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Susan B
05-09-2002, 09:30 AM
To keep your Outlook Express running sweetly, here are a few maintenance tips to perform regularly:

1. Close all programs except Outlook Express, including any antivirus programs you may have running.

2. Now adjust this setting: in Outlook Express go to Tools>Options>Maintenance, uncheck the option for: "Compact messages in the background" and leave it unchecked from now on.

The "Compact messages in the background" task is strongly suspected of causing loss of message stores and corrupting folders within Outlook Express. It is also a default setting when Outlook Express is installed. Or when a new identity is created.

3. Compact your message store manually, about once a week: go to
File>Work Offline,
File>Folder>Compact All Folders,
and leave the computer alone until it is finished.

Also, remember to be sure to disable your virus scanner while compacting.

Sometimes a warning message will appear saying the "folders.dbx" file is in use, so it cannot be compacted. If this occurs let Outlook Express complete the current compacting task then close Outlook Express, reboot the PC, open Outlook Express and select the Outlook Express folder. On the Menu, File>check Work Offline. This should allow the folders.dbx file to be compacted without the warning message.


Compacting your folders ensures that all your "deleted" emails are no longer occupying disk space and you should notice an improvement in Outlook Express's performance.

A good site with more information is here:How to Maintain Your OE Store Folder (http://www.tomsterdam.com/insideOE/files/maintain.htm).

A good program that I have heard of that allows you to view your emails on the ISP server before downloading is Magic Mail Monitor (http://www.geocities.com/SiliconValley/Vista/2576/magic.html). One feature is that it allows you to delete your emails from the server if you don't want to download them.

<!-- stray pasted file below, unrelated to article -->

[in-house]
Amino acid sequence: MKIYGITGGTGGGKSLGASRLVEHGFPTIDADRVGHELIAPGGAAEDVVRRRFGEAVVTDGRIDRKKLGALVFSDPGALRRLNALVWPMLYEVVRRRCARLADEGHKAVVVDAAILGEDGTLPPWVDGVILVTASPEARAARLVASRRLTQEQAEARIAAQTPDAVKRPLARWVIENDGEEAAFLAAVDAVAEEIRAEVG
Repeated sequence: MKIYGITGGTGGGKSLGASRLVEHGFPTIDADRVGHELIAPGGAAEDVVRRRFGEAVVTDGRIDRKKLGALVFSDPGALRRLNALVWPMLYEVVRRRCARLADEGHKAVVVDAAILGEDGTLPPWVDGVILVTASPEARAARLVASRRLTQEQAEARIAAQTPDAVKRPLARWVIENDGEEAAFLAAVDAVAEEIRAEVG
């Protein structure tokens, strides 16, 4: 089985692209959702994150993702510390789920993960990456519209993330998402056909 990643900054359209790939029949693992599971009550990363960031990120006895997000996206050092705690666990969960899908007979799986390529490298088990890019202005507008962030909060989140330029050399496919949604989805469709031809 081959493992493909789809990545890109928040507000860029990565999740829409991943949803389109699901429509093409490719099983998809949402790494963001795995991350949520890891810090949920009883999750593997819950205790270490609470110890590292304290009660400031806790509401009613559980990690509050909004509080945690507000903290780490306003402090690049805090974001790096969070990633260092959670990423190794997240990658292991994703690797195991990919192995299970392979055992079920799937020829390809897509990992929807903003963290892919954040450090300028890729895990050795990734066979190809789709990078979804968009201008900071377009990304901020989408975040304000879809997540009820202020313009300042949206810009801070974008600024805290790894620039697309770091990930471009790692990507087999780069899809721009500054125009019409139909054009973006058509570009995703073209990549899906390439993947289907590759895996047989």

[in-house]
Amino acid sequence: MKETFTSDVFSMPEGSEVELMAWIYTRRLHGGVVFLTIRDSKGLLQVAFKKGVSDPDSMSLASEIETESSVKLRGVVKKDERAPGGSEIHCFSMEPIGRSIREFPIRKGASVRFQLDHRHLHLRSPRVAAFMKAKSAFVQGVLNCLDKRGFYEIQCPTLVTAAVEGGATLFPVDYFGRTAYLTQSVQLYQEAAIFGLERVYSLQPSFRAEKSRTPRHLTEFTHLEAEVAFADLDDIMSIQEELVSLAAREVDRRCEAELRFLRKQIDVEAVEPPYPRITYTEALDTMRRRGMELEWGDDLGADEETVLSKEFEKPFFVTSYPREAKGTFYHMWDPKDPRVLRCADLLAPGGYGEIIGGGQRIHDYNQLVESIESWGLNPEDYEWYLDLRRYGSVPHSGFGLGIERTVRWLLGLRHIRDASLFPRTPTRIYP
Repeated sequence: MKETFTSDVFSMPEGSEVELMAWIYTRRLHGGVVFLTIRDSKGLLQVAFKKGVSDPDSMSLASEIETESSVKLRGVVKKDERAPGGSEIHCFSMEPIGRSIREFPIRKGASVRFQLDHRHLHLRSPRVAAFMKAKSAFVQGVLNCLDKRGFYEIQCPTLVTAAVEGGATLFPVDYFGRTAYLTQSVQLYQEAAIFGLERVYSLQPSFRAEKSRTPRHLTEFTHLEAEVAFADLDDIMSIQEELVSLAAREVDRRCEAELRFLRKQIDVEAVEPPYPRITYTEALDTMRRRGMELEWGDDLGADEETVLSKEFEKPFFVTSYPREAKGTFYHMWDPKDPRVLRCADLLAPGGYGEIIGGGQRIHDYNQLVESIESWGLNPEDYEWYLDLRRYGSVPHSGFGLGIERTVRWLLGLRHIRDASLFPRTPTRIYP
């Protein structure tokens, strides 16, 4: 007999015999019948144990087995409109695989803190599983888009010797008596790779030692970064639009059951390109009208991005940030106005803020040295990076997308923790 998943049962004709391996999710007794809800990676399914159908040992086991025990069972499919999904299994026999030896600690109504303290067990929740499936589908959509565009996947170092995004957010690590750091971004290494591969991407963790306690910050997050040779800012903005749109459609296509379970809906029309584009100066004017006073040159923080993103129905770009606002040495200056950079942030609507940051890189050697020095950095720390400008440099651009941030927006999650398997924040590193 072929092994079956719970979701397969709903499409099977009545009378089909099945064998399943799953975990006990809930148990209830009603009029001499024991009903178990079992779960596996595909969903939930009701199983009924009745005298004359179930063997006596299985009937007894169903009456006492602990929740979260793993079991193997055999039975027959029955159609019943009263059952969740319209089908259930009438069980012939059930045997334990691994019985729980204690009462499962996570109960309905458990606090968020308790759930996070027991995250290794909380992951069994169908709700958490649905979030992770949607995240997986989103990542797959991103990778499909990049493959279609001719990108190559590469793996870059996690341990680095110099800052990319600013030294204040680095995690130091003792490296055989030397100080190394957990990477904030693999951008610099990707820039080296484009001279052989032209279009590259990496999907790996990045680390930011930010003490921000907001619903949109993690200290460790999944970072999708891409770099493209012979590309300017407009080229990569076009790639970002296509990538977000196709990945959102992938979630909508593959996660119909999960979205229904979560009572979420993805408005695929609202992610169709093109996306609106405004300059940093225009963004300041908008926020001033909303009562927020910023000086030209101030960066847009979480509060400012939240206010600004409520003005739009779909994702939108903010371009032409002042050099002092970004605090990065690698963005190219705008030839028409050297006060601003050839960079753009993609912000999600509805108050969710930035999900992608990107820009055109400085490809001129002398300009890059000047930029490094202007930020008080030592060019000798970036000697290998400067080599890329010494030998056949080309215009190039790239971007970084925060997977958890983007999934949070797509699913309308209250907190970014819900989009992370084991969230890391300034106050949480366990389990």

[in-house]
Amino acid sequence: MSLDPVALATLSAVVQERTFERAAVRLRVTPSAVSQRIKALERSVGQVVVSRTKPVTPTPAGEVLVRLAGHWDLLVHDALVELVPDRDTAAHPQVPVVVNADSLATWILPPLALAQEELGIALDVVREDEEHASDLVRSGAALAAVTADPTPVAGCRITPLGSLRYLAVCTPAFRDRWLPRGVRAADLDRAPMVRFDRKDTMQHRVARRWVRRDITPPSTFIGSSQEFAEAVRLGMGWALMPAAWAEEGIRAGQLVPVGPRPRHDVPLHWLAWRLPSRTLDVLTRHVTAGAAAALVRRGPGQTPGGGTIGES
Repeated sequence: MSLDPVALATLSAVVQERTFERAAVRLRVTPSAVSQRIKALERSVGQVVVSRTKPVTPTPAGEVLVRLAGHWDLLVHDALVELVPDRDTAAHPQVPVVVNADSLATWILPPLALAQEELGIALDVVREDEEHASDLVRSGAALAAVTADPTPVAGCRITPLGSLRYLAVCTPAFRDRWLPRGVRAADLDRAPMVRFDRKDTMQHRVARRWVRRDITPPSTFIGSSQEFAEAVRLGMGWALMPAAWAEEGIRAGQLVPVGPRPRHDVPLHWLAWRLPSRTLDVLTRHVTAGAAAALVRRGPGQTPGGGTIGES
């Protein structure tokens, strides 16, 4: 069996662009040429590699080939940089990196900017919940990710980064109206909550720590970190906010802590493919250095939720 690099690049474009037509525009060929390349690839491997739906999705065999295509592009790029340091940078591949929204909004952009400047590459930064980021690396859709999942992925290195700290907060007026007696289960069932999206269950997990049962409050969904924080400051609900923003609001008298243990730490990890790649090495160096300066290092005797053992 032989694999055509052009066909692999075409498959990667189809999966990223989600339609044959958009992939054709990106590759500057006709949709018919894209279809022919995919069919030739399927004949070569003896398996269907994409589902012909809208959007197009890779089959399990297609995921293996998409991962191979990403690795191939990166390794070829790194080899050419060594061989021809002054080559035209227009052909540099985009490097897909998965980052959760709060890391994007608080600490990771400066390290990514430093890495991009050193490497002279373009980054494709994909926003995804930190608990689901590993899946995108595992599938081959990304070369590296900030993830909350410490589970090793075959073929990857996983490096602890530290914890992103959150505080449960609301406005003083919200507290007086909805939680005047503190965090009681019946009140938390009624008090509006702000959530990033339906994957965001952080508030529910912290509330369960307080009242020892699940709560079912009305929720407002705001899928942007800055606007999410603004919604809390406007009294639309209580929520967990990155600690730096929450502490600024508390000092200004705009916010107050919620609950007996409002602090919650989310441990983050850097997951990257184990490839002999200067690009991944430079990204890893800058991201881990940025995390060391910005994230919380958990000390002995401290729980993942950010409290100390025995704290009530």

Susan B
05-09-2002, 03:33 PM
Chris Wilson has just given an excellent explanation on why we need to compact our Outlook Express messages. Credit also to robo for providing the original explanation.

* * * * * * *
From Chris Wilson:

To quote robo:
>>>OE has an option for compacting the data. Basically, it uses a database like lots of other programs do, and as it deletes records it marks it as deleted but doesn't remove it. It is likely to be overwritten over time (think of it like a bookcase full of books, you take some out, the rest of the books are still in the same places and you can tell where the missing books were)

Now the thing is when you remove the books from the shelf, they haven't actually gone, they just don't have any referance in the file system to them any more, they are invisible noize on your HDD.... compacting the folder, actually removes them, and if you like, makes the shelves where the books were (the .dbx file in this case) a bit smaller, so that there isn't silly gaps full of useless zeros and ones. It is similar with the entire file system, when you "delete" any file, all you are really doing is telling the computer to cease acknowledging the data in any given area, the computer will see that data as useless noize, and ignore it, unless it needs the space, and will then write something in the space, and give the fresh data in that area a new file name.